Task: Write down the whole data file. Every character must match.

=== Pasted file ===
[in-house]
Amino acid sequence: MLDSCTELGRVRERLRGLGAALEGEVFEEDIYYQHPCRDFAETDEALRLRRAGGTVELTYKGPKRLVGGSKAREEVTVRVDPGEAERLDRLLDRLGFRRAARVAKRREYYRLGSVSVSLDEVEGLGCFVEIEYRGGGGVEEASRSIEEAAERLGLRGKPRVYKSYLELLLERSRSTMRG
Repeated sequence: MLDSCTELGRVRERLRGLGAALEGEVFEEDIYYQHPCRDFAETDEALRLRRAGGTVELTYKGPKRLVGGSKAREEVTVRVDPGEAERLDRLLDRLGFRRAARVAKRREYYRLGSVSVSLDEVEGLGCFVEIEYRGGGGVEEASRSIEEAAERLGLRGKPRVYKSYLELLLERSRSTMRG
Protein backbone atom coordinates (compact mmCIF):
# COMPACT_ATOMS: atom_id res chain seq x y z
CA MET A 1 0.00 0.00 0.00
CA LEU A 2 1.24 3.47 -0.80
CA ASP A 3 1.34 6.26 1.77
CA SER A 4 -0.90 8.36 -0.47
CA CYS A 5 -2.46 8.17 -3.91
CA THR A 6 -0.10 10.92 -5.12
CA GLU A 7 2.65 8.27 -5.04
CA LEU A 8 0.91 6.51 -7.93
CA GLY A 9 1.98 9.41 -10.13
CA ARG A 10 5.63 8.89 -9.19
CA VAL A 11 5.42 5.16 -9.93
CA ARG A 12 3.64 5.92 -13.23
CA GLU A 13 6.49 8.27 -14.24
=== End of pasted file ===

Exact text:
[in-house]
Amino acid sequence: MLDSCTELGRVRERLRGLGAALEGEVFEEDIYYQHPCRDFAETDEALRLRRAGGTVELTYKGPKRLVGGSKAREEVTVRVDPGEAERLDRLLDRLGFRRAARVAKRREYYRLGSVSVSLDEVEGLGCFVEIEYRGGGGVEEASRSIEEAAERLGLRGKPRVYKSYLELLLERSRSTMRG
Repeated sequence: MLDSCTELGRVRERLRGLGAALEGEVFEEDIYYQHPCRDFAETDEALRLRRAGGTVELTYKGPKRLVGGSKAREEVTVRVDPGEAERLDRLLDRLGFRRAARVAKRREYYRLGSVSVSLDEVEGLGCFVEIEYRGGGGVEEASRSIEEAAERLGLRGKPRVYKSYLELLLERSRSTMRG
Protein backbone atom coordinates (compact mmCIF):
# COMPACT_ATOMS: atom_id res chain seq x y z
CA MET A 1 0.00 0.00 0.00
CA LEU A 2 1.24 3.47 -0.80
CA ASP A 3 1.34 6.26 1.77
CA SER A 4 -0.90 8.36 -0.47
CA CYS A 5 -2.46 8.17 -3.91
CA THR A 6 -0.10 10.92 -5.12
CA GLU A 7 2.65 8.27 -5.04
CA LEU A 8 0.91 6.51 -7.93
CA GLY A 9 1.98 9.41 -10.13
CA ARG A 10 5.63 8.89 -9.19
CA VAL A 11 5.42 5.16 -9.93
CA ARG A 12 3.64 5.92 -13.23
CA GLU A 13 6.49 8.27 -14.24